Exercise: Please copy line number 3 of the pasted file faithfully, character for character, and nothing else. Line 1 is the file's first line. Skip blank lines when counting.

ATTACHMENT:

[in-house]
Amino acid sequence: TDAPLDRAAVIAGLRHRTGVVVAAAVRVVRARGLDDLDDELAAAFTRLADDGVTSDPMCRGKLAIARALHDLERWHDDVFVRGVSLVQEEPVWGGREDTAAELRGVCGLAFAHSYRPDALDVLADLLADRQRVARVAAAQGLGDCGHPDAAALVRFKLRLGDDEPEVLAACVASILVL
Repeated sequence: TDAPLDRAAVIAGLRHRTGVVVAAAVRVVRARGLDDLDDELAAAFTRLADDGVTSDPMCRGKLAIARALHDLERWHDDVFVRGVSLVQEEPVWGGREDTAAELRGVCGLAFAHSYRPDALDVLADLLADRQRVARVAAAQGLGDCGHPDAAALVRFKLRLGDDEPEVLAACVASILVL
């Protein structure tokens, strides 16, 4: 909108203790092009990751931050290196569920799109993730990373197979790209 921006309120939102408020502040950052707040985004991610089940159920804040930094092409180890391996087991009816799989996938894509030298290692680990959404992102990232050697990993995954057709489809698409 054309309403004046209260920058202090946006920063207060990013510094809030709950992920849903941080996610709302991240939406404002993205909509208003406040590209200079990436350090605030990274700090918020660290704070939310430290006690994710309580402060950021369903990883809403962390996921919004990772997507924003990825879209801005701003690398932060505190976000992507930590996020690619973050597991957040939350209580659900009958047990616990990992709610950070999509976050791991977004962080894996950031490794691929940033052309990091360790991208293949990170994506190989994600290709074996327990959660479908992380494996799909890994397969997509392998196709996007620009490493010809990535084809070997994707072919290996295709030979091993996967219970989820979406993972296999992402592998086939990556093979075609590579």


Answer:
Repeated sequence: TDAPLDRAAVIAGLRHRTGVVVAAAVRVVRARGLDDLDDELAAAFTRLADDGVTSDPMCRGKLAIARALHDLERWHDDVFVRGVSLVQEEPVWGGREDTAAELRGVCGLAFAHSYRPDALDVLADLLADRQRVARVAAAQGLGDCGHPDAAALVRFKLRLGDDEPEVLAACVASILVL